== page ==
Who: Megan Le Vu
Blog / Website: Get in the Lab
Book: The Video Marketers Cookbook: Video Marketing Explained: 4 Ingredients that Turn Views into Brand Awareness, Leads and Sales
Are you getting the most out of Facebook?
Are you thinking of branching into video podcasts or vlogs?
Listen to This Episode
I’m on the line with Meg Le Vu of getinthelab.me. Meg left her job as a government worker to join her husband’s wedding photography business, but she felt that she needed a different creative outlet, so she started her podcast show in 2014. She now helps those who are willing to help themselves by means of failing fast and having fun too.
Her podcast has gone through a number of phases, from YouTube to publishing in iTunes and finally publishing natively on Facebook. Her fan page growth exploded in a time when others are complaining about Facebook, and this has fueled the growth of her business. She’s here today to talk about how to start and grow a video podcast using Facebook.
Meg started her online business because, like many of us, she was frustrated with her nine-to-five job. After finishing her BS in Health Science and Public Health, she thought that she wanted something with benefits and security, but a long commute and damage to her back from sitting so much were the unexpected consequences. The job didn’t make her happy, and she was bringing that negativity home with her.
So in 2013, she left her government job behind and joined her husband, Kevin, full time in their wedding photography business. After doing that for a while, Meg still wasn’t happy creatively, and she decided that she wanted to do her own thing. At the same time, she felt drawn more and more to video.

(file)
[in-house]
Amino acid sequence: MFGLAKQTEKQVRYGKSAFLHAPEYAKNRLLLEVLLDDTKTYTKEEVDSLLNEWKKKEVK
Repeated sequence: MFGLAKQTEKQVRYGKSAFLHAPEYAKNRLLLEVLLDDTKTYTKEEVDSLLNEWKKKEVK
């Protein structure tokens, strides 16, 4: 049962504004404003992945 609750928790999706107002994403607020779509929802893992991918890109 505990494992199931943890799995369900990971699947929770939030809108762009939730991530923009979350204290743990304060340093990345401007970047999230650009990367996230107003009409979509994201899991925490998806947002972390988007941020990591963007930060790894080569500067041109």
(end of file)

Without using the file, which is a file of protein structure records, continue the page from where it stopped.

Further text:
Meg says that she’s always been creative, and that she used to make home videos for her family to enjoy. She never thought about this hobby as something that could become her business until she was looking to strike out on her own.
This is so important: people like to tell you that you can’t build a business doing what you love, that it’s just something you do for fun. But actually, with enough determination, you can make money doing something you’re passionate about and excited about.
It’s easy to forget that you have your natural gifts for a reason, Meg says. So really dive down deep into the stuff you’re really passionate about, and don’t focus too much on your weaknesses or your gaps. Meg had a great metaphor for this: follow the green lights instead of the red lights in your life. If you look hard enough, there’s always a path with green lights.
The idea for Get in the Lab came from Meg’s love of experimentation and her sense of her business still being in the experimental, start-up phase–like a science lab!
Initially, Get in the Lab was a podcast, sort of. Meg really wanted to do video, but she didn’t know how to get a video podcast on iTunes. So she would make a video, rip the audio, and post that to iTunes. Then she’d upload the video straight to YouTube.
In 2015, she started experimenting with video podcasts on iTunes, mostly because people were asking for her to have a proper iTunes video podcast.
Eventually, she started publishing there. After 20-ish episodes, she just wasn’t happy with the platform. She felt that it was really well-produced, but she just wasn’t getting the connection with her audience that she wanted. It was tough to get people to click on links or to sign up to her email list. So she started experimenting with publishing straight to Facebook and YouTube, where her video podcast lives now.